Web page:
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House Appropriators Vote to End Perk for Former Speakers

Paul Ryan, Nancy Pelosi both back ending office space, funding for former speakers

(Douglas Graham/CQ Roll Call file photo)
(Douglas Graham/CQ Roll Call file photo)

The House Appropriations Committee advanced its $3.8 billion fiscal 2019 Legislative Branch spending bill to the floor Tuesday, after adopting an amendment to eliminate funding for a Capitol Hill office perk for former speakers.

The panel backed the bill, 47-0, after adopting by voice vote a manager’s amendment from Legislative Branch Subcommittee Chairman Kevin Yoder of Kansas, which would end taxpayer funding for an office for former House speakers, along with staff and other resources.

The overall measure would provide $132 million more than the fiscal 2018 enacted level to fund operations of the House and legislative branch agencies, including the Capitol Police, Architect of the Capitol and the Library of Congress. Senate-only spending will be considered for addition to the bill by appropriators in that chamber.

Member salaries have been frozen since 2010 and would remain unchanged under the bill.

The bill is the smallest and among the least controversial of the annual appropriations bills, but it nevertheless attracts regular attention from members seeking to address the use of tax dollars by lawmakers for staff salaries and their offices, and in this case, those of former speakers. 

“Taxpayers should not be on the hook to fund an office for former speakers,” said Nita M. Lowey of New York, the top Democratic appropriator, who worked with Yoder to include the provision.

She said House Minority Leader Nancy Pelosi, who is also a former speaker, supports the elimination of the office funding. Speaker Paul D. Ryan, who is entitled to this perk when he retires or departs Congress, also supports the rollback, according to his spokeswoman AshLee Strong.

Since 1970, House speakers have been entitled to a Capitol Hill office for five years after they retire or leave Congress. The Legislative Branch Subcommittee last month added language to slash the length of funding to just one year, but the full committee took it further Tuesday.

The move to eliminate the benefit was eased because no former speakers are currently maintaining such an office. John A. Boehner gave up his Capitol Hill digs in 2016 when he joined the firm of Squire Patton Boggs later that year.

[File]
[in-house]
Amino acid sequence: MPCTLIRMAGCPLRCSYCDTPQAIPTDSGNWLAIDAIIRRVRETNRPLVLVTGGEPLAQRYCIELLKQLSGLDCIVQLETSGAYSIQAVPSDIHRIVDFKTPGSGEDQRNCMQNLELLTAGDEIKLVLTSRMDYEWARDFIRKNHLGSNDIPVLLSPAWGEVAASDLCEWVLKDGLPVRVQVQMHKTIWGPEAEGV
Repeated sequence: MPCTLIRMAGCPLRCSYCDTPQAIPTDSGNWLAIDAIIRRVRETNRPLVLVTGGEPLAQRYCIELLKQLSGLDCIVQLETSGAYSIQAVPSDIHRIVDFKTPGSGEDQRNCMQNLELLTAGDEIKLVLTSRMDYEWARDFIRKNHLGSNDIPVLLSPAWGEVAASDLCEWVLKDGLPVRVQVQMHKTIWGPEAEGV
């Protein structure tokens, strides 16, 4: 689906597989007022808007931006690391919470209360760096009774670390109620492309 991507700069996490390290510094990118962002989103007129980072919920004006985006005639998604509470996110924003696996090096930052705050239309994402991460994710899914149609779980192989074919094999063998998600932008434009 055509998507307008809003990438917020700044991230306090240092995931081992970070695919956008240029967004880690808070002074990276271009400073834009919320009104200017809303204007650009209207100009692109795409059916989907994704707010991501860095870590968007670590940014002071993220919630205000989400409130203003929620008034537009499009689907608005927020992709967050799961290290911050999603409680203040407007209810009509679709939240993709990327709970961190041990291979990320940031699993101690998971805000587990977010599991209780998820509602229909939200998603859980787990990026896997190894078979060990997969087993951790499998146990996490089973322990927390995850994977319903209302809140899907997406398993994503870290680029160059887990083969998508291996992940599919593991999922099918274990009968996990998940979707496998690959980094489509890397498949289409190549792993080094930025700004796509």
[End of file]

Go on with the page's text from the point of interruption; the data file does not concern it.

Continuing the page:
Still, taxpayers spent about $183,000 on Boehner’s office in fiscal 2016 and about $28,000 in fiscal 2017, according to House disbursement records. Former Speaker J. Dennis Hastert, an Illinois Republican, spent about $1.5 million running his post-speaker office between 2008 and 2012.

The taxpayer-funded benefit for ex-speakers can’t be used for political purposes, but is intended to wrap up a former speaker’s congressional and constituent service.

The adopted manager’s amendment would also require a study on staff salaries in the House. California Democratic Rep. Barbara Lee praised the provision as a move to tackle the “huge gaps between staffers of color and white staffers on wages.”

“When we don’t keep pace with the private sector, the executive branch and frankly, the Senate, we lose or fail to attract talented professionals who are essential to the legislative process,” added Lowey. She criticized the underlying bill as “prioritizing property over people.”

Security spending, anti-harassment training

The bill would provide a 7 percent increase for Capitol Police over enacted 2018 levels, to $456.4 million. Yoder said threats against lawmakers have reached an “unprecedented level” in the year since the shooting at the GOP baseball practice.

Approximately 260 House members have installed additional security equipment in their district offices, Yoder told the panel. He pointed to the Capitol Police efforts to coordinate with local law enforcement to keep lawmakers and staff safe in their districts.

The bill would also increase by 9 percent, to $5.4 million, spending for the Office of Compliance, which oversees workplace safety and anti-harassment training and response.

These funds, along with the $147.6 million for the House chief administrative officer, will support the House’s effort to respond to “the sexual harassment that has been pervasive since longer than any of us have been members of Congress, but has only recently become a national scandal,” said Ohio Democrat Tim Ryan.

Funding proposed for other legislative branch agencies includes:

  • Library of Congress: The library would see an increase of $40 million above fiscal 2018 levels, to $709.8 million.
  • Architect of the Capitol: The office would get a $31.5 million boost over enacted levels, to $642 million. This includes $62 million for continued restoration and renovation of the Cannon House Office Building, a project that is nearing completion of its first phase.
  • Government Accountability Office: The watchdog agency would be funded at $579 million, the same as the fiscal 2018 enacted level.
  • Government Publishing Office: The GPO is also set for flat funding at $117 million.

The panel, in advancing the bill, rejected a call for cuts made Monday by Office of Management and Budget Director Mick Mulvaney. In a letter, he stressed that the bill’s total is $327 million more than President Donald Trump proposed in his fiscal 2019 budget request and urged reduced spending on members’ office accounts, the Library of Congress and other agencies.

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